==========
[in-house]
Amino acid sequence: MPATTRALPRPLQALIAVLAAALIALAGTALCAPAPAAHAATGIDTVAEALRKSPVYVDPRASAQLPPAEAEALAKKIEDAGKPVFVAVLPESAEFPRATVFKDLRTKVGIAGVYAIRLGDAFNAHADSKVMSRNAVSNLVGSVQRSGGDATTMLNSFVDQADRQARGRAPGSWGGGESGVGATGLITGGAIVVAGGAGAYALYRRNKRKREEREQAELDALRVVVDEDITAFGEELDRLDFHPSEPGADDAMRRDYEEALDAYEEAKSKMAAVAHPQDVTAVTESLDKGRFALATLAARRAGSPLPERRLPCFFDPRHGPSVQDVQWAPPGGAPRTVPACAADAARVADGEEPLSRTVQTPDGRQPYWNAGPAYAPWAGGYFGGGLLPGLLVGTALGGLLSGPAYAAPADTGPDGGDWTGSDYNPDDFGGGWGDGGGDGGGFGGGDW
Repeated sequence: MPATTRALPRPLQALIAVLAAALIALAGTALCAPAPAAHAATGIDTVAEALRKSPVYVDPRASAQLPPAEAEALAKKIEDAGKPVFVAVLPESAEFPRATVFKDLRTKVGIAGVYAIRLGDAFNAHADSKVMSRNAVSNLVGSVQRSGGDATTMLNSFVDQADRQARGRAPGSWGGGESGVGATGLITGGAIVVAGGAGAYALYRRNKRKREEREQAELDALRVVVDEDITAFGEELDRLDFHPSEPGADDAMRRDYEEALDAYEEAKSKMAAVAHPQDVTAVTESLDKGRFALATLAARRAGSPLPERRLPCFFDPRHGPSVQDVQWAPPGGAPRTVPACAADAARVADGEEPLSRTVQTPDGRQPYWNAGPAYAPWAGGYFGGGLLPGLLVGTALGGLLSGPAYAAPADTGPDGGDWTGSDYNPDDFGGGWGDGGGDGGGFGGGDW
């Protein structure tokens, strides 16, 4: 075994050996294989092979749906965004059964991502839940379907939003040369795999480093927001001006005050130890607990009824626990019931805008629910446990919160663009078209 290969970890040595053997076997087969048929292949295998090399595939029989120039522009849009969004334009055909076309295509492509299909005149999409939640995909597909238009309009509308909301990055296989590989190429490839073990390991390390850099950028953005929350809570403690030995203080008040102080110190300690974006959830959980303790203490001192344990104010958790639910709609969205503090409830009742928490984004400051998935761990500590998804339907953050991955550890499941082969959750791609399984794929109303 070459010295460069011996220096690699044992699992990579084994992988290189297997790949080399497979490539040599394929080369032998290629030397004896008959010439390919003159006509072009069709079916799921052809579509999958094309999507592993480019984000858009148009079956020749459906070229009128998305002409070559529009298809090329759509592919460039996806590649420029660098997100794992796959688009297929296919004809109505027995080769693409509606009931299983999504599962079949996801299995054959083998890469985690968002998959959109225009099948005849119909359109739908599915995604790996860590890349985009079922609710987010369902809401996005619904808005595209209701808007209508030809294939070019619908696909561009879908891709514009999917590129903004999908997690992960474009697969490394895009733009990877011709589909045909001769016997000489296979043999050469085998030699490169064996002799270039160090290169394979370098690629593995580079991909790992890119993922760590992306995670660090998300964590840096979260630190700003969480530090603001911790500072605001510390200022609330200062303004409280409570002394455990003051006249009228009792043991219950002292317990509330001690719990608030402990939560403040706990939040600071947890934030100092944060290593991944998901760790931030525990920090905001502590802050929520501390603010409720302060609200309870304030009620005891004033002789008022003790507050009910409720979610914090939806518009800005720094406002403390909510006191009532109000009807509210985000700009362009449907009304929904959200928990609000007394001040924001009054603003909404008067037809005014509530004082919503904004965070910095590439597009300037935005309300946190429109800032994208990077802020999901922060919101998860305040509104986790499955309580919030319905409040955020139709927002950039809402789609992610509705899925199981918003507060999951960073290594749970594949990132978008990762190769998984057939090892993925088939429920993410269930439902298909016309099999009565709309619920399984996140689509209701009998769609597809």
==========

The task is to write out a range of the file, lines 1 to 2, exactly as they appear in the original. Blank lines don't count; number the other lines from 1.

[in-house]
Amino acid sequence: MPATTRALPRPLQALIAVLAAALIALAGTALCAPAPAAHAATGIDTVAEALRKSPVYVDPRASAQLPPAEAEALAKKIEDAGKPVFVAVLPESAEFPRATVFKDLRTKVGIAGVYAIRLGDAFNAHADSKVMSRNAVSNLVGSVQRSGGDATTMLNSFVDQADRQARGRAPGSWGGGESGVGATGLITGGAIVVAGGAGAYALYRRNKRKREEREQAELDALRVVVDEDITAFGEELDRLDFHPSEPGADDAMRRDYEEALDAYEEAKSKMAAVAHPQDVTAVTESLDKGRFALATLAARRAGSPLPERRLPCFFDPRHGPSVQDVQWAPPGGAPRTVPACAADAARVADGEEPLSRTVQTPDGRQPYWNAGPAYAPWAGGYFGGGLLPGLLVGTALGGLLSGPAYAAPADTGPDGGDWTGSDYNPDDFGGGWGDGGGDGGGFGGGDW